Not by my own choice. The industry itself has become entirely unfriendly to people like me. I don’t see a lot in it now that interests me. There’s no room for someone as independent as I am anymore. It’s all very slick, monitored and the system grinds on continually shoving talent into the meat grinder and spitting it out the other end. I’m not about product. I invest a lot of myself into my work and that’s simply not an option much these days. The reign of the superhero has succeeded and anything else is lucky to survive. I’ve personally have always been very fond of the once or twice a year graphic volume like the French do. I always thought that was a more mature and expressive form than the weekly or monthly comic format. It’s far more artistic, open and expressive than the formula that’s currently operating here in North America. But that’s just my opinion. Just take it as the inane babblings of an old curmudgeon. [laughs] I would have no problem at all working in comics if there were something there for me to work on. It’s not my fault, kids!

A few years ago you wrote and drew The Fracture of the Universal Boy and you originally said that you would make more.

I had a second and third volume in the works, but I decided to cancel. There’s a lot of back story to that book that I’m afraid I can’t really discuss. What’s done is done. I did have the second volume entirely plotted out and it was going to be much different from the first one. Fracture was an exploration of creativity and what the creative person goes through to win the freedom to express themselves–and succeed in doing it, which I think at times I have. It’s not about me in general or in particular. I really did try to build a character who could symbolically represent this. For weeks I struggled with this. Since I know my own face as well as or better than anyone else I just figured I’d use a bit of me. I’m acting out the role to a certain extent, but it’s not really about me. It really is about the psycho-spiritual nexus of creativity.

There’s a long tradition of artists using their own faces for their work.

Goya did it, Rembrandt did it, Van Gogh did it. No particular set of features and characteristics were coming together that seemed to meld into a viable vehicle for the representation of the main character. I came up with basically a reworking of me. I don’t even totally look like that character but he resembles me in many respects. It’s an avatar in a way of a creative person. That’s all. Period. Moral of the story is, kids, don’t let your kids grow up to be artists because they are really going to take a lot of shit. [laughs] It’s not the most secure job position in the world.

I hate the term suffer for your art because you don’t suffer for your art. You suffer because you’re an artist, not for your work. Your work is a joy. Your work is always joy. You’re made to suffer for it because to do this on many levels you have to be an outsider from the group. You have to be the lone tree on a hill standing looking down at the forest. You have to separate yourself or you are separated just by the sheer fact that you have become an artistic entity. As soon as you do that the rest of the trees in that forest somehow find you suspicious and untrustworthy or odd. That you have some kind of narcissistic drive that is telling everybody else that somehow you’re privileged when in fact bearing an artistic gift takes a great deal of struggle a great deal of strength and endurance. It takes as much as it gives and the older and better you get at it, the more it takes and the more it gives. You never stop. The more you learn the less you know. You have to keep very very in touch with the muse and when that muse decides to go it’s one of the most painful things in the world. It’s like part of you is amputated. There’s an empty spot in your world and when it comes back, it’s pure joy. You fly. You fly and you fall. It’s a constant iteration of Icarus and Daedalus.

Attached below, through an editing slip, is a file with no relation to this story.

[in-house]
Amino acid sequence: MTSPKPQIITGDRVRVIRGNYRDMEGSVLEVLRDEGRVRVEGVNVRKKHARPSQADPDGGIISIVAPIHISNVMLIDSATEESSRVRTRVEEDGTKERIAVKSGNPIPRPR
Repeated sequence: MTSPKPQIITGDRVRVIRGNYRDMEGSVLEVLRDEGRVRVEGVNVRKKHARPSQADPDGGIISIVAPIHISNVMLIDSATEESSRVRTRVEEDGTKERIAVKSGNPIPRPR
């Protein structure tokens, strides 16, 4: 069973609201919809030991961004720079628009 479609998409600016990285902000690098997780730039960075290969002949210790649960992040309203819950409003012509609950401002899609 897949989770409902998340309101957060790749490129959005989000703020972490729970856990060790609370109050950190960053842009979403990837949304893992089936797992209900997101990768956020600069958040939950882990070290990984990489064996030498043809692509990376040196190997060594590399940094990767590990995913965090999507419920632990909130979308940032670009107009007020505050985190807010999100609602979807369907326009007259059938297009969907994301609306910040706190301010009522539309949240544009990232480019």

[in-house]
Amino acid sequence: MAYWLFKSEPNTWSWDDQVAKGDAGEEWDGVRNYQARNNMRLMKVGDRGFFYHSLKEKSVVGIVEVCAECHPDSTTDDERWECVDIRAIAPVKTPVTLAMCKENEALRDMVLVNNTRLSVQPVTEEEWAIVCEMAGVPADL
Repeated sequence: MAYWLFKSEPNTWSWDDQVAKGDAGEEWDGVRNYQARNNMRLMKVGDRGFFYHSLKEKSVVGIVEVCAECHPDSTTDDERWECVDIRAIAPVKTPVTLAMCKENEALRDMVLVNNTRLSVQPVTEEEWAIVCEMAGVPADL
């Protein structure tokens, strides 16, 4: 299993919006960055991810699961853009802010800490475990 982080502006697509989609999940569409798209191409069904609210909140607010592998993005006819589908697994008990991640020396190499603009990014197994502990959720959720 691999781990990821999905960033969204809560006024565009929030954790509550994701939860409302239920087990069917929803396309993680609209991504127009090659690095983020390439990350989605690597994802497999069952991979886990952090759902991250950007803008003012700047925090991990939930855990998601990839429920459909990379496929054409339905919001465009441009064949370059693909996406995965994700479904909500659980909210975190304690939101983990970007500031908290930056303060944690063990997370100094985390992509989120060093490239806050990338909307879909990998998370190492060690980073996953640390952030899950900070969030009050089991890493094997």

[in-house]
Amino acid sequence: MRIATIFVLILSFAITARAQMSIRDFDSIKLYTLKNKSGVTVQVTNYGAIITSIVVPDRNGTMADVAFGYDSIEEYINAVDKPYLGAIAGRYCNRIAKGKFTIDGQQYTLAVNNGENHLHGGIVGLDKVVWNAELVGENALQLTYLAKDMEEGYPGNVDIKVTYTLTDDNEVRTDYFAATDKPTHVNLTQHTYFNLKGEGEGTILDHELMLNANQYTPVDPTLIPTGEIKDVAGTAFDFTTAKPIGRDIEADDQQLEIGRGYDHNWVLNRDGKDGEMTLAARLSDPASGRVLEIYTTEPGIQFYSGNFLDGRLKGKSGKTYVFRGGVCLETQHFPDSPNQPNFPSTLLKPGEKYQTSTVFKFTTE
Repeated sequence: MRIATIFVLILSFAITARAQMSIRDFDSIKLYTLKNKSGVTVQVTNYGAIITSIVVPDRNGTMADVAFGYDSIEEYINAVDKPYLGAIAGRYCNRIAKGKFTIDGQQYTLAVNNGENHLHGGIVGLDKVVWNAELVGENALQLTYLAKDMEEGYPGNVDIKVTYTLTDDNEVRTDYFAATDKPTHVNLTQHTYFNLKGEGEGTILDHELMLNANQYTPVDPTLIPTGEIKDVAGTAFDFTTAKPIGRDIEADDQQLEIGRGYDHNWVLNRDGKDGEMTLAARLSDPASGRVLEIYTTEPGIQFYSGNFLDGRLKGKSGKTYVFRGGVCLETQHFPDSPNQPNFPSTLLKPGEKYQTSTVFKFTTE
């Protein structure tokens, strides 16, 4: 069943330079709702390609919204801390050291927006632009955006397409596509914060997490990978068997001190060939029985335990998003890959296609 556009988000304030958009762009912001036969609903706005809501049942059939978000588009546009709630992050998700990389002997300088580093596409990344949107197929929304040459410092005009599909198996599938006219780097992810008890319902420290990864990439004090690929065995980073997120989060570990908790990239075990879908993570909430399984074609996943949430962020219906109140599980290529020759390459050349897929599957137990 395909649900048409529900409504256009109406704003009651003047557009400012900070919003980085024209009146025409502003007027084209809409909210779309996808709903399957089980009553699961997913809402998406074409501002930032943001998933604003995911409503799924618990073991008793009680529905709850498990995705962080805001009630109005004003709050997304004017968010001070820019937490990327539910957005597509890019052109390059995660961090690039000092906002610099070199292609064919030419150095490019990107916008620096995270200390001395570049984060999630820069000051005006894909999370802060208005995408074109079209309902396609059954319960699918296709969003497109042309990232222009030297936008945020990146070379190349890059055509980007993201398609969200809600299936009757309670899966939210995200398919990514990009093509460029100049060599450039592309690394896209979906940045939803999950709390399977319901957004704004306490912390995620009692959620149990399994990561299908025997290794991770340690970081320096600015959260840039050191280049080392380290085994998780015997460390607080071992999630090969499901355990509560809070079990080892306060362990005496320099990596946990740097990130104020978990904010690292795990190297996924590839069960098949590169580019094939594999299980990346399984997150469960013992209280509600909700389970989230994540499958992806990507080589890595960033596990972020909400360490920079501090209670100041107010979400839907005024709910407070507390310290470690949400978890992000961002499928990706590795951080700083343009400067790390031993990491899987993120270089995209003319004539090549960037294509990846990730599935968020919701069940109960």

It was interesting to read Puma, which is some of your oldest and newest work.

My newest work nobody’s actually seen. Fracture came out a number of years ago and I’ve gone down many different paths since then. I hope it’s seen eventually. If comics lure me back–if there’s a collaboration with someone I feel has got something to say and wants me to help say it–I’d be more than happy to. With provisos, of course. I require a certain amount of autonomy to work, which these days I am stubbornly unwilling to give up. The more you give to the industry, the less they’ll take. You have to draw a line somewhere and I’ve drawn mine. We’ll see if we can meet somewhere and maybe make some real art for a change. But c’est la vie. I’m open to anything, really. That’s my current state of being.

I’m deeply grateful to Drew for pulling this together and I am immensely proud of this book. I just want to thank everybody that’s ever been involved and anybody that’s ever read it or will read it. It’s just wee little Michael trying to find his way through the woods and basically coming out somewhere on a good note. I don’t think my career is over yet. Not by a long shot. I plan to stick around and bug the fuck out of people for a long time. [laughs] It’s like an old blues guy, they stop playing when they die. One day I hope to die at my easel with a brush in my hand, and just slip quietly out the back door.